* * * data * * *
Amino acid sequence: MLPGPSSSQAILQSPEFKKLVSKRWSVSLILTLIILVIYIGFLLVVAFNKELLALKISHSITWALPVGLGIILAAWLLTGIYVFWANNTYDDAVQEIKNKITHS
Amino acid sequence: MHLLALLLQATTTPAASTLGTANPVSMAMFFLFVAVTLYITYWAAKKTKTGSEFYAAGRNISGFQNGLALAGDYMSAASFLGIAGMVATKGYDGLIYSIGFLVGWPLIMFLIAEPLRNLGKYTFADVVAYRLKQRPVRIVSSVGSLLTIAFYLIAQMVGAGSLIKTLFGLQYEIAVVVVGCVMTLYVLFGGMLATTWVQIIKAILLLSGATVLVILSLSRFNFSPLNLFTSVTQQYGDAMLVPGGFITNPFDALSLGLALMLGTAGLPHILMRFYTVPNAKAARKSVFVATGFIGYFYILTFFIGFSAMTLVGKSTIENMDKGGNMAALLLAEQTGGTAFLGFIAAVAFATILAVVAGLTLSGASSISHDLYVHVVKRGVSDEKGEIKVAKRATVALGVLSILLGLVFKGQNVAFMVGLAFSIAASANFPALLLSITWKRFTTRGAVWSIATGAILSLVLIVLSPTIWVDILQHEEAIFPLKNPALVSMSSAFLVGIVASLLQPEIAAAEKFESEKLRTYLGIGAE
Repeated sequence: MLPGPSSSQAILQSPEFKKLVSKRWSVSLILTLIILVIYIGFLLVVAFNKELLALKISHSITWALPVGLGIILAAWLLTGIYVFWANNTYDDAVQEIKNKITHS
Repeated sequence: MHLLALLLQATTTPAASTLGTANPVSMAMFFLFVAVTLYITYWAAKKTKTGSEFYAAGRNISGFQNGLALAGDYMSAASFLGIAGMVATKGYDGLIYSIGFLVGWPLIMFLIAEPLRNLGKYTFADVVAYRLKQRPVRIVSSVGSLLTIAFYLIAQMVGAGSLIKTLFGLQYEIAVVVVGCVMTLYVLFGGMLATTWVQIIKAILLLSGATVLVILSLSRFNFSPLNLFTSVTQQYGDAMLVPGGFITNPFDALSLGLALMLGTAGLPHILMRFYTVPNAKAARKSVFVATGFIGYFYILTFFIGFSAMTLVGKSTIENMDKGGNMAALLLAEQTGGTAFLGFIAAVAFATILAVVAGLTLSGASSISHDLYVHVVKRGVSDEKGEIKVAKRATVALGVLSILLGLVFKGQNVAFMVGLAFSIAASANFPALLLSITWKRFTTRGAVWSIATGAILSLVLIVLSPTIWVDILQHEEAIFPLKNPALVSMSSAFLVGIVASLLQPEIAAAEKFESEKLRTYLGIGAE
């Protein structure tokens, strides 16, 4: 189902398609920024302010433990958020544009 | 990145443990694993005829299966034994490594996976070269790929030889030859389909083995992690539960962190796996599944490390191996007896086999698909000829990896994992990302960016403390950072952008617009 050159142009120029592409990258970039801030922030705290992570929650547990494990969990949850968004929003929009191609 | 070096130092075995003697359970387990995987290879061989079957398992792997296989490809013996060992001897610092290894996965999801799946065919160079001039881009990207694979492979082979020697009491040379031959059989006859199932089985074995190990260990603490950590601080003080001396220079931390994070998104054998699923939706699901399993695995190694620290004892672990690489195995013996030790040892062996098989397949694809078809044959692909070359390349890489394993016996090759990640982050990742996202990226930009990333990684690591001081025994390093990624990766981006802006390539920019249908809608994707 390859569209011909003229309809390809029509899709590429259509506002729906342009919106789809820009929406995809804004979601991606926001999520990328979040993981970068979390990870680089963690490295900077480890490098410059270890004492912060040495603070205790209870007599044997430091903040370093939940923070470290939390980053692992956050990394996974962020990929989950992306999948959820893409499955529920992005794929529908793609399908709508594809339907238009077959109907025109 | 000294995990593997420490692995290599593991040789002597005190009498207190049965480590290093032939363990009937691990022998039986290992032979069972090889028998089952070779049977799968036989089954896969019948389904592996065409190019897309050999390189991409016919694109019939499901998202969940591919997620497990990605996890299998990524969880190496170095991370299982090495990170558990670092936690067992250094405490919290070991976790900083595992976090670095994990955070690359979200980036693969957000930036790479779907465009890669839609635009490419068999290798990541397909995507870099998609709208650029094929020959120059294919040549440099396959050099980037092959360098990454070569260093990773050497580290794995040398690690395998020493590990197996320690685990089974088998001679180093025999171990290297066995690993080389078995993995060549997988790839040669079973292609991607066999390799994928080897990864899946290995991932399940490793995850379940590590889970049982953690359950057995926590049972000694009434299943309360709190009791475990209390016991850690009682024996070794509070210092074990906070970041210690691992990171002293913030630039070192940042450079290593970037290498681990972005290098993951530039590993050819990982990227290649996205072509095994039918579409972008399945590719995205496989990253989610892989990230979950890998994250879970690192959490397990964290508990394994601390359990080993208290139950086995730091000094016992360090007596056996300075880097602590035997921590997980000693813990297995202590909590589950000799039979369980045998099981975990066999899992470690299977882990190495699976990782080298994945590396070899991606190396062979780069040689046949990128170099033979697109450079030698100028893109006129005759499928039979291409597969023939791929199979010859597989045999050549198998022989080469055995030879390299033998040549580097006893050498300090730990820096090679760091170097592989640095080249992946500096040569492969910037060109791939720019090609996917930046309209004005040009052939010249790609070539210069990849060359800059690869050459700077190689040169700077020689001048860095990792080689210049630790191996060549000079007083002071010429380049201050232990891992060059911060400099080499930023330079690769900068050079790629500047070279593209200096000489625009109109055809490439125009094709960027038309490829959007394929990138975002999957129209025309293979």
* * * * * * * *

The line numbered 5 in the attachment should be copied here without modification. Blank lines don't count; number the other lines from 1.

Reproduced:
């Protein structure tokens, strides 16, 4: 189902398609920024302010433990958020544009 | 990145443990694993005829299966034994490594996976070269790929030889030859389909083995992690539960962190796996599944490390191996007896086999698909000829990896994992990302960016403390950072952008617009 050159142009120029592409990258970039801030922030705290992570929650547990494990969990949850968004929003929009191609 | 070096130092075995003697359970387990995987290879061989079957398992792997296989490809013996060992001897610092290894996965999801799946065919160079001039881009990207694979492979082979020697009491040379031959059989006859199932089985074995190990260990603490950590601080003080001396220079931390994070998104054998699923939706699901399993695995190694620290004892672990690489195995013996030790040892062996098989397949694809078809044959692909070359390349890489394993016996090759990640982050990742996202990226930009990333990684690591001081025994390093990624990766981006802006390539920019249908809608994707 390859569209011909003229309809390809029509899709590429259509506002729906342009919106789809820009929406995809804004979601991606926001999520990328979040993981970068979390990870680089963690490295900077480890490098410059270890004492912060040495603070205790209870007599044997430091903040370093939940923070470290939390980053692992956050990394996974962020990929989950992306999948959820893409499955529920992005794929529908793609399908709508594809339907238009077959109907025109 | 000294995990593997420490692995290599593991040789002597005190009498207190049965480590290093032939363990009937691990022998039986290992032979069972090889028998089952070779049977799968036989089954896969019948389904592996065409190019897309050999390189991409016919694109019939499901998202969940591919997620497990990605996890299998990524969880190496170095991370299982090495990170558990670092936690067992250094405490919290070991976790900083595992976090670095994990955070690359979200980036693969957000930036790479779907465009890669839609635009490419068999290798990541397909995507870099998609709208650029094929020959120059294919040549440099396959050099980037092959360098990454070569260093990773050497580290794995040398690690395998020493590990197996320690685990089974088998001679180093025999171990290297066995690993080389078995993995060549997988790839040669079973292609991607066999390799994928080897990864899946290995991932399940490793995850379940590590889970049982953690359950057995926590049972000694009434299943309360709190009791475990209390016991850690009682024996070794509070210092074990906070970041210690691992990171002293913030630039070192940042450079290593970037290498681990972005290098993951530039590993050819990982990227290649996205072509095994039918579409972008399945590719995205496989990253989610892989990230979950890998994250879970690192959490397990964290508990394994601390359990080993208290139950086995730091000094016992360090007596056996300075880097602590035997921590997980000693813990297995202590909590589950000799039979369980045998099981975990066999899992470690299977882990190495699976990782080298994945590396070899991606190396062979780069040689046949990128170099033979697109450079030698100028893109006129005759499928039979291409597969023939791929199979010859597989045999050549198998022989080469055995030879390299033998040549580097006893050498300090730990820096090679760091170097592989640095080249992946500096040569492969910037060109791939720019090609996917930046309209004005040009052939010249790609070539210069990849060359800059690869050459700077190689040169700077020689001048860095990792080689210049630790191996060549000079007083002071010429380049201050232990891992060059911060400099080499930023330079690769900068050079790629500047070279593209200096000489625009109109055809490439125009094709960027038309490829959007394929990138975002999957129209025309293979």